Welcome to the Official Llangynwyd Middle Community Council Website
The Council hopes that you find the information contained on the website to be useful and informative and Councillors look forward to receiving any suggestions you would like to make about issues, ideas or concerns that you would like the Council to consider.
Gobeithia’r Cyngor eich bod yn cael defnydd mawr o’r wybodaeth ar ein gwefan, ac mae’n Cynghorwyr yn edrych ymlaen at dderbyn unrhyw argymhellion neu awgrymiadau ynglyn â syniadau, materion neu bryderon a hoffech i’r Cyngor eu hystyried.’Gobeithia’r Cyngor eich bod yn cael defnydd mawr o’r wybodaeth ar ein gwefan, ac mae’n Cynghorwyr yn edrych ymlaen at dderbyn unrhyw argymhellion neu awgrymiadau ynglyn â syniadau, materion neu bryderon a hoffech i’r Cyngor eu hystyried.
About Llangynwyd Middle
The community is the northern part of the old parish of Llangynwyd, and was created by government reorganisation in 1974. The majority of Llangynwyd Middle is made up of hilly farmland and is sparsely populated. The River Llynfi flows through the community alongside the A4063, the main road linking Maesteg in the north and Bridgend town in the south.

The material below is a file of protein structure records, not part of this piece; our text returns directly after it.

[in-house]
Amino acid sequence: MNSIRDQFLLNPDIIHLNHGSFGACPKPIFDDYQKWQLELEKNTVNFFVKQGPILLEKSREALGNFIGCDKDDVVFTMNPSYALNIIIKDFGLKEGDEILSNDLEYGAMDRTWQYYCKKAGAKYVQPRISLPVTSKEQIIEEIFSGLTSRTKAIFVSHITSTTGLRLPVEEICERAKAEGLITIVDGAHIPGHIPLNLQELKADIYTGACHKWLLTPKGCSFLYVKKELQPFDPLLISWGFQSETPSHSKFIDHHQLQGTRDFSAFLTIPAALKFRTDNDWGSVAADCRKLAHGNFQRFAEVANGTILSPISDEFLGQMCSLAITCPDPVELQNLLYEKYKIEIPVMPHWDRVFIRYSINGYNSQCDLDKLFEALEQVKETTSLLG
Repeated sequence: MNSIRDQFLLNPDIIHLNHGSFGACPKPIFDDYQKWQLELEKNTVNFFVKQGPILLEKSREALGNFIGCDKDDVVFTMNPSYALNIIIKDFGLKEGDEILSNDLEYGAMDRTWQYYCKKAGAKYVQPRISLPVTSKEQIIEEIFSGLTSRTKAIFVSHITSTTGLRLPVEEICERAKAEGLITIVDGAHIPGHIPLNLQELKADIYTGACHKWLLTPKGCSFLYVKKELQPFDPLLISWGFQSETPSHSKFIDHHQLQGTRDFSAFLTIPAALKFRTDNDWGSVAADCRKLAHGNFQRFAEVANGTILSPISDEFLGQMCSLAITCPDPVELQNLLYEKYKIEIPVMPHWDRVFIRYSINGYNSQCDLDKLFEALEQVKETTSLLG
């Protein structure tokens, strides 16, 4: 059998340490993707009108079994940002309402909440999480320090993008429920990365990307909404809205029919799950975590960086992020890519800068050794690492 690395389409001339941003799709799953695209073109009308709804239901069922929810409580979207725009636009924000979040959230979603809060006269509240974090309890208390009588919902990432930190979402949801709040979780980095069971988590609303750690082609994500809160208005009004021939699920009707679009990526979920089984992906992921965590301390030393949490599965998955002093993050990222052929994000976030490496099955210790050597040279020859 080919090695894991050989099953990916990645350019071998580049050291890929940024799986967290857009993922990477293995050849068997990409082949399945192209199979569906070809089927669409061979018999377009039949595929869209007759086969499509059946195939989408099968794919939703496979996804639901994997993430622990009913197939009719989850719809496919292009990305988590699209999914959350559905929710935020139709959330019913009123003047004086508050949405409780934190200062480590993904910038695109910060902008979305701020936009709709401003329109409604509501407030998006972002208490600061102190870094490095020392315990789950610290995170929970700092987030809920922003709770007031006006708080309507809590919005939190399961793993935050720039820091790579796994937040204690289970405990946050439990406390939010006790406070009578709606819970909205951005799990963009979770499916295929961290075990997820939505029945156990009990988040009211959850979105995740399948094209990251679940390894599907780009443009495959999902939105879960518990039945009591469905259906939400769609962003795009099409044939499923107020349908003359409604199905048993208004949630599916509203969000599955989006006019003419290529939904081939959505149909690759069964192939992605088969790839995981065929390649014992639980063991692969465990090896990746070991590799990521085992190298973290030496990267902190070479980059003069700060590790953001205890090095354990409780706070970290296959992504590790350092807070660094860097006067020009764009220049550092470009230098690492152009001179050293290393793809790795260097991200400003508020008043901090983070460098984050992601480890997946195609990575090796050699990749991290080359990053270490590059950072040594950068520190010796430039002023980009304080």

The community of Llangynwyd Middle makes up most of the old parish of Llangynwyd once known as yr Hen Blwyf (the old parish). One of the first areas of upland Glamorgan to come under the rule of the Normans, it became known as Tir Iarll (the earl’s land) and was believed to be annexed by Robert, Earl of Gloucester. A castle was built there in the 12th century, though the fortification, now known as Llangynwyd Castle, was first mentioned in 1246. The castle was destroyed in 1257, probably by Llywelyn ap Gruffudd. The castle was partially rebuilt by Gilbert de Clare during the 1260s, but was again sacked in the riots of 1294-5. This time the castle was left ruinous and today only basic masonry and foundation stones can be seen.
Despite falling under early Norman rule, the area around Llangynwyd remained rooted in Welsh traditions, and became a centre of Welsh literary tradition, and is connected with Welsh medieval poets, such as Rhys Brydydd, Rhisiart ap Rhys and Gwilym Tew. During the 14th century, a church dedicated to St Cynwyd was raised, which gives its name to the community. The church, built with a square unbuttressed western tower, was greatly restored between 1891-3 by G.E. Halliday. Ann Maddocks the ‘Maid of Cefn Ydfa’, is buried in the churchyard.
When someone visits our website we may collect standard internet log information and details of visitor behaviour patterns. We do this to find out things such as the number of visitors to the various parts of the site. We collect this information in a way which does not identify anyone. We do not make any attempt to find out the identities of those visiting our website. We will not associate any data gathered from this site with any personally-identifying information from any source. If we do want to collect personally-identifiable information through our website, we will be upfront about this. We will make it clear when we collect personal information and will explain what we intend to do with it.